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Inverse Rendering from a Single Image

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In this paper, we present a new method to recover an approximation of the bidirectional reflectance distribution function (BRDF) of the surfaces present in a real or synthetic scene. This is done from a single photograph and a 3D geometric model of the scene. The result is a full model of the reflectance properties of all surfaces, which can be rendered under novel illumination conditions with, for example, viewpoint modification and the addition of new synthetic objects. Our technique produces a reflectance model using a small number of parameters. These parameters nevertheless approximate the BRDF and allow the recovery of the photometric properties of diffuse, specular, isotropic or anisotropic textured objects. The input data are a geometric model of the scene including the light source positions and the camera properties, and a single captured image. We present several synthetic images that are compared to the original ones, and some possible applications in augmented reality such as novel lighting conditions and addition of synthetic objects.
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Document Type: Research Article

Publication date: January 1, 2002

More about this publication?
  • Started in 2002 and merged with the Color and Imaging Conference (CIC) in 2014, CGIV covered a wide range of topics related to colour and visual information, including color science, computational color, color in computer graphics, color reproduction, volor vision/psychophysics, color image quality, color image processing, and multispectral color science. Drawing papers from researchers, scientists, and engineers worldwide, DGIV offered attendees a unique experience to share with colleagues in industry and academic, and on national and international standards committees. Held every year in Europe, DGIV papers were more academic in their focus and had high student participation rates.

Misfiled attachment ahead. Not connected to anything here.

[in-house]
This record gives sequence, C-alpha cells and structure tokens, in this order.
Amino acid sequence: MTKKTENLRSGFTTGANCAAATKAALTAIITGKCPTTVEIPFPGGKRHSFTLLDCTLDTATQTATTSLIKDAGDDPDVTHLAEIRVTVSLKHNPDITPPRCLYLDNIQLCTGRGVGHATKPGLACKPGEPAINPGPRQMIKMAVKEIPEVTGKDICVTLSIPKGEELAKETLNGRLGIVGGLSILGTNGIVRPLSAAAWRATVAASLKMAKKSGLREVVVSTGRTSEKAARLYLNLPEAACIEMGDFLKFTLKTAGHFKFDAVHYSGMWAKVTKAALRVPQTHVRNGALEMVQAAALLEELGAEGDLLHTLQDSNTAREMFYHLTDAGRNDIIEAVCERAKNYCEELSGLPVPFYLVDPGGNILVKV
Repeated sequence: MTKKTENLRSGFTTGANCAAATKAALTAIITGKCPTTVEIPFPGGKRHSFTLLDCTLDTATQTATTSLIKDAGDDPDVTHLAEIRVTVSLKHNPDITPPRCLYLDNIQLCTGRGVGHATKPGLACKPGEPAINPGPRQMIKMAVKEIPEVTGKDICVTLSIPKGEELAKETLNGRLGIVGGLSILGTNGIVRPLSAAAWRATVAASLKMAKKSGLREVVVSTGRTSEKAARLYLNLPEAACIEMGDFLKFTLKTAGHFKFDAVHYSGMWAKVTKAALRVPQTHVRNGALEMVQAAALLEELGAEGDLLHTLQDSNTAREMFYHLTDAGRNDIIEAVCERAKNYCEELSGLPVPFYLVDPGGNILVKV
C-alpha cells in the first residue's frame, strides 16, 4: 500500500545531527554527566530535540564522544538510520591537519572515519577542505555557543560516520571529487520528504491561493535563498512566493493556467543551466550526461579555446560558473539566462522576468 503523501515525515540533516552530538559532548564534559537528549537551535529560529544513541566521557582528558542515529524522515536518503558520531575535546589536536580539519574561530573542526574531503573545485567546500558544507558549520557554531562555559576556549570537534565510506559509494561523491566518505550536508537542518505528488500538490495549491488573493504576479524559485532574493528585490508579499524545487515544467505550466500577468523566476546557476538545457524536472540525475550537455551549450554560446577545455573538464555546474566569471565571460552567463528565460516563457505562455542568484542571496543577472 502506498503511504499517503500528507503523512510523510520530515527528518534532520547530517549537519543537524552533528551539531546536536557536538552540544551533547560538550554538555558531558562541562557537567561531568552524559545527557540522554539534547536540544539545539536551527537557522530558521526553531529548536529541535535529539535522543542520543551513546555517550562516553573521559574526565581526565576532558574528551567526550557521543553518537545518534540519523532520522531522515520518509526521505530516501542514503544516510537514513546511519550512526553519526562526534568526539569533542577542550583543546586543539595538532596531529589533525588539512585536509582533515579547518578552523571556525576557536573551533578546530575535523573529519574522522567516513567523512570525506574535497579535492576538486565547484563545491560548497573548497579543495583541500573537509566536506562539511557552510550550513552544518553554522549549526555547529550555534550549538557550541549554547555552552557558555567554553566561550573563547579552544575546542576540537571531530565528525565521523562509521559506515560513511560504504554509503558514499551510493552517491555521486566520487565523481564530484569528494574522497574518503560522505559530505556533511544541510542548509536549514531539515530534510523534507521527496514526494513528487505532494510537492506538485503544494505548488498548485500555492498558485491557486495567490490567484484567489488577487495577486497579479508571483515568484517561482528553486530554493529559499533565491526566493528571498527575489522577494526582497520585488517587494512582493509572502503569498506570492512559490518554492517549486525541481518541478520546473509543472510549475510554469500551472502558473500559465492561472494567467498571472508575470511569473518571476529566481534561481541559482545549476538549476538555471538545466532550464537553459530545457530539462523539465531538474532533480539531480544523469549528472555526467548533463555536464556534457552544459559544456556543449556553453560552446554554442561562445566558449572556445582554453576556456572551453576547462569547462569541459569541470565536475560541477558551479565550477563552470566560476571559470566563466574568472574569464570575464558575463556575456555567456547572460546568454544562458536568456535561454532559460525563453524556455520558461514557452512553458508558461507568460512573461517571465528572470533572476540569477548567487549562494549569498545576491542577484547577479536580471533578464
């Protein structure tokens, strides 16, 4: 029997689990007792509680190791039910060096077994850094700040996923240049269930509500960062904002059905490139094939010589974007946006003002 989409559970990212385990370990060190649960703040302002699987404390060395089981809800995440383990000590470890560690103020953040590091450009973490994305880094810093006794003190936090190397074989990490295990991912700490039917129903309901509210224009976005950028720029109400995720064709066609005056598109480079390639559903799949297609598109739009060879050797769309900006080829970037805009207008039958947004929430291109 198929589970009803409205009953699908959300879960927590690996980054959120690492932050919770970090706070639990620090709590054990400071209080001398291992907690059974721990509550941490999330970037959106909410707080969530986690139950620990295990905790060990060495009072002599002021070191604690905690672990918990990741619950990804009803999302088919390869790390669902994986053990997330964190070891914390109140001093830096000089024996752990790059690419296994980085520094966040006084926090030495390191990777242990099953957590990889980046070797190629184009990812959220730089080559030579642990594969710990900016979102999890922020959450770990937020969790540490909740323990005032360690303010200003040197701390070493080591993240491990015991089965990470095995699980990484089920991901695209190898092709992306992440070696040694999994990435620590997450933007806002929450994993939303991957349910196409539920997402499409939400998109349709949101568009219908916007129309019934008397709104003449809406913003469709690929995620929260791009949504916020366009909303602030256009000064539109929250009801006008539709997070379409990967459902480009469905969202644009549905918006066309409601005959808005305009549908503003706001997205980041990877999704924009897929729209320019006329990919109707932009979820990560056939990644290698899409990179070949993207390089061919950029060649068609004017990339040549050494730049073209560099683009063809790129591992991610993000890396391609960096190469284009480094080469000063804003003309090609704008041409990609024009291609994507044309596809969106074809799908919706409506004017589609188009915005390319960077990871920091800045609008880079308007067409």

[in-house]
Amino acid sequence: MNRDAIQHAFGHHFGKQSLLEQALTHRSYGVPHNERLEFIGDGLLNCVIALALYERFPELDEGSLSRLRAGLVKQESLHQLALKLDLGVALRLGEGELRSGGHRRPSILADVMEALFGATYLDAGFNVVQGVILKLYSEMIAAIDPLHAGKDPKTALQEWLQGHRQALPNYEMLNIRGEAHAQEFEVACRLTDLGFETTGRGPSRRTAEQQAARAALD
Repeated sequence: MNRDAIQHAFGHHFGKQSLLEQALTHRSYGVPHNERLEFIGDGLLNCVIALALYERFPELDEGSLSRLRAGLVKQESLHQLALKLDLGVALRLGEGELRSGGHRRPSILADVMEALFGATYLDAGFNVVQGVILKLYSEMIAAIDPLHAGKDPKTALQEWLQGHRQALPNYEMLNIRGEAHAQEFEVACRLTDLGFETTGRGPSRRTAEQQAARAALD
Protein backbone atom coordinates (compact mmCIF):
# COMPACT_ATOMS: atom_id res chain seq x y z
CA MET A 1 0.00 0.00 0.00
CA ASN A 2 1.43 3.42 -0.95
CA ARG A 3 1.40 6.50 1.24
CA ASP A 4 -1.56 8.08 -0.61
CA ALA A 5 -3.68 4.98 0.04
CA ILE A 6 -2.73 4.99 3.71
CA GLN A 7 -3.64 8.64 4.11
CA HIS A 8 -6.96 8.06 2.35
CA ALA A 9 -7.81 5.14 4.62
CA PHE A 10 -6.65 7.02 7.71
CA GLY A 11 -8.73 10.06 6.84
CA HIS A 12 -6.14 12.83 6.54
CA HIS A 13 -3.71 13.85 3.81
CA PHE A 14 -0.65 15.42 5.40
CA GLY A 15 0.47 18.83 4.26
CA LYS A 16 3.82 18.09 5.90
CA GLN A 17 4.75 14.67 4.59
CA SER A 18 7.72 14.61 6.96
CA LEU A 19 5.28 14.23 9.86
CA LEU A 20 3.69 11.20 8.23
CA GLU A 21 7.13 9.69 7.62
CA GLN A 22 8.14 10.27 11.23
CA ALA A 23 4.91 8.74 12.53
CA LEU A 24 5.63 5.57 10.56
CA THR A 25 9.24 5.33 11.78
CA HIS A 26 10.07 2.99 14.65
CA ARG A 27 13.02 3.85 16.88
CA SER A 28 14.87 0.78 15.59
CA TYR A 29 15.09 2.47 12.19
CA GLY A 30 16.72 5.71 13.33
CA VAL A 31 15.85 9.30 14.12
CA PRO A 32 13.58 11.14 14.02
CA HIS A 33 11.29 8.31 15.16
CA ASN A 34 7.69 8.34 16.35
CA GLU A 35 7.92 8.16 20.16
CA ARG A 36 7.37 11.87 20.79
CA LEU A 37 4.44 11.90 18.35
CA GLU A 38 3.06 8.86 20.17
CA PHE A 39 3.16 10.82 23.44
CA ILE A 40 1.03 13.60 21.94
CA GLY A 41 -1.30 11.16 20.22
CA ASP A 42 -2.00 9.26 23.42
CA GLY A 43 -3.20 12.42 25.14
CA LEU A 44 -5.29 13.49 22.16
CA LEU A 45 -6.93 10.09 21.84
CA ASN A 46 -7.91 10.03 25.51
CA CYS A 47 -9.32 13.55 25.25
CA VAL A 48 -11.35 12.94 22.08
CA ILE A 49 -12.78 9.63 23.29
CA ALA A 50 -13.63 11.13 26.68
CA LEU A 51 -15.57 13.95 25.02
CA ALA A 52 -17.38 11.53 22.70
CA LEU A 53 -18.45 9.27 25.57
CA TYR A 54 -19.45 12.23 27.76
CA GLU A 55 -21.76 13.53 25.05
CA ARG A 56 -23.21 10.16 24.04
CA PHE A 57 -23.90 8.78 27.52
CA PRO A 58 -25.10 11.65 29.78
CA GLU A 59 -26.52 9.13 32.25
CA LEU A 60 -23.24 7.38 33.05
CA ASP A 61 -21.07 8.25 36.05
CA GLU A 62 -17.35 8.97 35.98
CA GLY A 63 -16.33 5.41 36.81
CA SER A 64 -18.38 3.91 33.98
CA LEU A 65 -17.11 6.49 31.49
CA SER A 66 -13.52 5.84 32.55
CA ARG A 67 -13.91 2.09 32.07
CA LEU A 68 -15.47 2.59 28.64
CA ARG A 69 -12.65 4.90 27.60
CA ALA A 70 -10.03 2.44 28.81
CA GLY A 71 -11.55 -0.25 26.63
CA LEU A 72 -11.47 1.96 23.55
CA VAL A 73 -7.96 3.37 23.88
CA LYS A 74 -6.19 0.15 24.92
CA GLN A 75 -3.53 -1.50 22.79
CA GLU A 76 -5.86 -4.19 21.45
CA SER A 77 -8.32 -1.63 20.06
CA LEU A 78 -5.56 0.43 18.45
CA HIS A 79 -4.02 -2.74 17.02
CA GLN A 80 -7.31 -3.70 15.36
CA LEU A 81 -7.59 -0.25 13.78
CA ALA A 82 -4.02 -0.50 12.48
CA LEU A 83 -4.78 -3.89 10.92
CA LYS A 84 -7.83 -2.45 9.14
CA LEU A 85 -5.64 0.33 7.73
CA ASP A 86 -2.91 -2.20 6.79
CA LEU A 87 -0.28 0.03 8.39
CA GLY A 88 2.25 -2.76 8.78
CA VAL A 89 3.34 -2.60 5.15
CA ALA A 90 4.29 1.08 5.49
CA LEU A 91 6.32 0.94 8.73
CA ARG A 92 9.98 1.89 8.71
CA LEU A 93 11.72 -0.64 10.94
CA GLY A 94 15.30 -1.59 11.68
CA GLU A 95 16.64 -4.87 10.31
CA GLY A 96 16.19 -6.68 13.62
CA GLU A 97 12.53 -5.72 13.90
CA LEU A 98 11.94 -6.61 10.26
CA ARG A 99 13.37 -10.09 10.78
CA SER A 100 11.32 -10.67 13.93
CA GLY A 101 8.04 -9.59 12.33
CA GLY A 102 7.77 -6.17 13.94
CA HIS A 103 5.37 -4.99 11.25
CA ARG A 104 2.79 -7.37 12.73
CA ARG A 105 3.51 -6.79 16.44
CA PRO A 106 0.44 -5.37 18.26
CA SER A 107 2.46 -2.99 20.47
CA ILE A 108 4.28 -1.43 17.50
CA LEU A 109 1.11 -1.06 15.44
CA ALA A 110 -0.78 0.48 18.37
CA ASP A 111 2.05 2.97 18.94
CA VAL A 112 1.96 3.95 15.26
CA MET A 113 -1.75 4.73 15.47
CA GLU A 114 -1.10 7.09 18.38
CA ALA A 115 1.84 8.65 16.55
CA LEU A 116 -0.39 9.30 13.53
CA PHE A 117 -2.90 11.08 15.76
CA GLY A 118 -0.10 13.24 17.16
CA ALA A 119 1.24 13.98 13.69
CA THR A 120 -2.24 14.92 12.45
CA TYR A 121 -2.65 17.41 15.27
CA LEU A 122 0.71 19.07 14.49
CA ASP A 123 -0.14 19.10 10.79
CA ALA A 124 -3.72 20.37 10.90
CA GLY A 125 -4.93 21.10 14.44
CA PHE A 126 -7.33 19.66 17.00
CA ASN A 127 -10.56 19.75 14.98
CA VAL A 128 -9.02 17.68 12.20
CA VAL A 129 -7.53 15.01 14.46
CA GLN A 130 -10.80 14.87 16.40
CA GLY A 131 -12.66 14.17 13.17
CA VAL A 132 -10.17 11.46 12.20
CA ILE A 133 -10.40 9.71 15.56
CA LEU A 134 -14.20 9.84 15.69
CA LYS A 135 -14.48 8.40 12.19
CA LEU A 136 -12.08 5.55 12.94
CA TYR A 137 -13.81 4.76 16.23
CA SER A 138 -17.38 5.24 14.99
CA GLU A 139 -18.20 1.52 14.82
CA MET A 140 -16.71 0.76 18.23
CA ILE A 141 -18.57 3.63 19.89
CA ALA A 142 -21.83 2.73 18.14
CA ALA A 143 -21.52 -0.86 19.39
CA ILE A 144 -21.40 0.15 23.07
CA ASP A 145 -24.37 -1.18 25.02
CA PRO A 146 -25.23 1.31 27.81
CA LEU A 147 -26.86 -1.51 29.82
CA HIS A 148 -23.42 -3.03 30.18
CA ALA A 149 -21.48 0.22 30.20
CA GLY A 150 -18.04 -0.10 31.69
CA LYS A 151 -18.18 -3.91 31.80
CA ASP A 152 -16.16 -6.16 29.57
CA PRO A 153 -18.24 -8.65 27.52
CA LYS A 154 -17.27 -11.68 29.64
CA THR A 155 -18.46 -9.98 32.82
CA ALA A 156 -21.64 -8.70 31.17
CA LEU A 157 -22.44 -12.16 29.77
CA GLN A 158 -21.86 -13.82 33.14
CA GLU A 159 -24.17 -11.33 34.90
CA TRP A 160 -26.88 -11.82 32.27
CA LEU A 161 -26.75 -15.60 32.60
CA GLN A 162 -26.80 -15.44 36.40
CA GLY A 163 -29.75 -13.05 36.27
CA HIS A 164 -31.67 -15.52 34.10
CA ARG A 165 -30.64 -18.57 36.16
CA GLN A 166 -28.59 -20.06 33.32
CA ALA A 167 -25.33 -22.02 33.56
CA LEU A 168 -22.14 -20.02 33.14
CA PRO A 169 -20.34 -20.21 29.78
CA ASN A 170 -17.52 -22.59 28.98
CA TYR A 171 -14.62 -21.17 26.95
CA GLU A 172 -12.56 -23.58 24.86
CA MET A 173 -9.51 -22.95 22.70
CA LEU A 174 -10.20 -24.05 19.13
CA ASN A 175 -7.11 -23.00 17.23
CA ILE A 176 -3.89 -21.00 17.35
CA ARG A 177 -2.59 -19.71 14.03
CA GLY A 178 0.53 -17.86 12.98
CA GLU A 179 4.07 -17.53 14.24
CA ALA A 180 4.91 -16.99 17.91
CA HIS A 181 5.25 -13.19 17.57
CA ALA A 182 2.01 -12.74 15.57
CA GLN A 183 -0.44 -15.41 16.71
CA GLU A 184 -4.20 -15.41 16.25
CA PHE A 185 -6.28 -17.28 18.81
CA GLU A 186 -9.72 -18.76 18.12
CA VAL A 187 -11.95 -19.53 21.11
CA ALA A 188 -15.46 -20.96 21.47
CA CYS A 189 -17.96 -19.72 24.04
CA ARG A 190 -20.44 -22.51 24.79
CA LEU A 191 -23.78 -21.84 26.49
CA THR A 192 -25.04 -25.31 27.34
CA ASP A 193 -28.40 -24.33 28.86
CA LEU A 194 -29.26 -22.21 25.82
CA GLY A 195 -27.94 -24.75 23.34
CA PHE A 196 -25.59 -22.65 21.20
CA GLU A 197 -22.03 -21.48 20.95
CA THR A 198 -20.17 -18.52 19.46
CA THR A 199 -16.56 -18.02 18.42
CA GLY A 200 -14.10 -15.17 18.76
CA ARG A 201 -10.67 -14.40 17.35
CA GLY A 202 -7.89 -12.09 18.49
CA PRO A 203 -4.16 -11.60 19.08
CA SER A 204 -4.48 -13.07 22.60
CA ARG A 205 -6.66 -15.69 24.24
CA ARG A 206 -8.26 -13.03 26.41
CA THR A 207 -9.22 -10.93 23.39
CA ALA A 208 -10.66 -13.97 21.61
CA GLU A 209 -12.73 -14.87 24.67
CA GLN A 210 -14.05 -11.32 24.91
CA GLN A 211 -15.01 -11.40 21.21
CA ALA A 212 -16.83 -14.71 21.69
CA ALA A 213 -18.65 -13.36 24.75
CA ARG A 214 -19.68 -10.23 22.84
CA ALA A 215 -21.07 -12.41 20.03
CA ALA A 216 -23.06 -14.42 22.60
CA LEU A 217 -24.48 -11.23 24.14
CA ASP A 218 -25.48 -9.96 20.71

Please note: For purposes of its Digital Library content, IS&T defines Open Access as papers that will be downloadable in their entirety for free in perpetuity. Copyright restrictions on papers vary; see individual papers for details.

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